Tampopo: The Simple Sake
Truck driver shows up, has a fight, teaches woman how to make noodles. So goes one of the greatest food comedies of all time. If this movie doesn't make you hungry, you have no stomach. Prior to a home ramen feast, whet your appetite with this refreshing sake and gin cocktail created by Julien Salomone of Boutique on Church Street.
1 oz London dry gin
¾ oz junmai sake
¾ oz lemon juice
½ oz ginger syrup
Shake with ice and pour into a rocks glass.
Casino Royale: Vesper martini
It's no secret that 007 likes his gin or vodka martinis shaken, not stirred, but this variation is Bond's own creation, dating back to Ian Fleming's 1953 Bond debut, Casino Royale. Daniel Craig orders one - named after the character Vesper Lynd - very precisely, in the 2006 film version.
1½ oz London dry gin
½ oz vodka
½ oz Lillet Blanc
Shake over ice, strain into a martini glass and add a lemon twist.
My Dinner With Andre: Amaretto sour
In what might be called an inaction movie, playwright and actor Wallace Shawn and theatre director Andre Gregory, playing themselves, sit, talk and eat dinner. You have to be there. Anyway, there's lots of drinking, all of which is concluded nicely by Wally's ordering an amaretto. Keep the conversation going with this classic.
1½ oz amaretto
¾ oz lemon juice
Shake with ice and strain into a small stemmed glass. Garnish with an orange slice.
The Big Lebowski: White Russian
It's possible that certain non-alcoholic substances are more suitable for regular viewings of the Coen brothers masterpiece, but don't forget about the Dude's preferred cocktail. Also very good for people who like to get drunk but aren't partial to the flavour of hard liquor.
1 oz Kahlua
2 oz vodka
Cream to taste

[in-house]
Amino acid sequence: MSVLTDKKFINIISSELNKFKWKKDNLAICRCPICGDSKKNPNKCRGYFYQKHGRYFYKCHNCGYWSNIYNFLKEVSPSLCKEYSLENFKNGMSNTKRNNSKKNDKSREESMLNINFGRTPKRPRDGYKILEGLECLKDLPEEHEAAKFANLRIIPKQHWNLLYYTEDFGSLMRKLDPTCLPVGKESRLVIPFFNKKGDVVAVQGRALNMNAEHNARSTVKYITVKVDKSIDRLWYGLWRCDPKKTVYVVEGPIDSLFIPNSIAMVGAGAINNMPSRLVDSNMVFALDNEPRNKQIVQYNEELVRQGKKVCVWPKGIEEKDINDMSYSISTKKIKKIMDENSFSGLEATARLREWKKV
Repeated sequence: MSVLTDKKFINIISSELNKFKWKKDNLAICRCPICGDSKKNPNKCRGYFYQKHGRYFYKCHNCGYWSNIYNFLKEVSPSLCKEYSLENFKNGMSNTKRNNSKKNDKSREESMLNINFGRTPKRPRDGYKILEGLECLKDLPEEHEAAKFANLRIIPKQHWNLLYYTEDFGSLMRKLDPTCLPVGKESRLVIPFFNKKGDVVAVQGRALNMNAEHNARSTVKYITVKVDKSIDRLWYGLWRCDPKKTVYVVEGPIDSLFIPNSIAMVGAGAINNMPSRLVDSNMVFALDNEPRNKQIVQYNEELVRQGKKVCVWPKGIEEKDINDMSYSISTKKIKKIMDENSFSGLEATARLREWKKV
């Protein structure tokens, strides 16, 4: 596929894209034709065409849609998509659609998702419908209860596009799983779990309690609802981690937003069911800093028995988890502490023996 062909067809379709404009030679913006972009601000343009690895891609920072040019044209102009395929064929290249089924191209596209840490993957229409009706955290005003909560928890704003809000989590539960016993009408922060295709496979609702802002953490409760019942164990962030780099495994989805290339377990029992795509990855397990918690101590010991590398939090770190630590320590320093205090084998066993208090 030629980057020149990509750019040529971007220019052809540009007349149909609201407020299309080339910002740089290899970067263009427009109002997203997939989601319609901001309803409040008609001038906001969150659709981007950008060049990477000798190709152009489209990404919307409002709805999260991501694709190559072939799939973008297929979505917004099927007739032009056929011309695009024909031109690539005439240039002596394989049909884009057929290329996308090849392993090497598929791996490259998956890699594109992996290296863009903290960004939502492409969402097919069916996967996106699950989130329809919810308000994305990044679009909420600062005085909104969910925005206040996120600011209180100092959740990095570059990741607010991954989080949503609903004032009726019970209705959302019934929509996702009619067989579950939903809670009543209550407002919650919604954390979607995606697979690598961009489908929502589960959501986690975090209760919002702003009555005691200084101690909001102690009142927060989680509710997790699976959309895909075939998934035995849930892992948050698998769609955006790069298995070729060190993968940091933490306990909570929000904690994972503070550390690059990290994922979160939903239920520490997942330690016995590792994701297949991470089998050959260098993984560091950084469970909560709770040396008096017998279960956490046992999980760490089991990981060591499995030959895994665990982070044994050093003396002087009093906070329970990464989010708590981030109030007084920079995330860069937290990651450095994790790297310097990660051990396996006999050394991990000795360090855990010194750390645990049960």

Pour over ice.
The Rum Diary: Cuba Libra
This occasionally gorgeous but ham-fisted retelling of Hunter S. Thompson's novel, set in 1960 Puerto Rico, is awash with rum. Let us pay tribute to espadrilles, Wayfarers and the rise and fall of the American empire with the oft-maligned rum and coke, aka Cuba Libra. Without the lime and the ice, it's just prom night poison.
Juice of ½ lime
2 oz light rum
Combine in a highball glass, fill with ice cubes, top with cola, garnish with a slice of lime.
The Solid Gold Cadillac: Golden Cadillac
Born in 1952 (happy 60th birthday!), the drink predates the film by four years, but they share a mid-century stylistic exuberance. The cocktail can be made in either a blender or a shaker. The movie is notable for its main ingredient, the brilliant Judy Holliday. Both can leave you sweetly intoxicated.
1 oz Galliano
1 oz crème de cacao
1 oz cream
Shake or blend with ice and serve in a coupe glass.
Blue Velvet: Michelada
Blue Velvet contains the ultimate cinematic beer reference: "What kind of beer do you like?" "Heineken." "Fuck that shit. Pabst! Blue! Ribbon!" You may feel the same way about beer cocktails, but you haven't tried this Mexican hangover cure. The recipe below approximates one consumed in Guadalajara. It didn't cure the hangover. Nothing short of death would have. Blend together, in diminishing quantities, so as to fill a quarter of a glass:
Top with light-flavoured North American lager beer. Stir.
Mid-August Lunch (Pranzo Di Ferragosto): The Sunset Limited*
In an affront to the Italian wine industry, this film's main character drinks a lot of Chablis, the steely French Chardonnay that shouldn't be mixed with anything. In the past, North Americans referred to any dryish white wine as Chablis. Here's a modern take on a "Chablis" cocktail from that age of oenological innocence.
3 oz white port
Juice of half a lemon
2 dashes Angostura bitters
2 oz soda water
Combine first four ingredients in a highball glass. Top with ice cubes and wine. Garnish with a mint sprig.
*Take two: the original recipe calls for domestic Muscatel, now unobtainable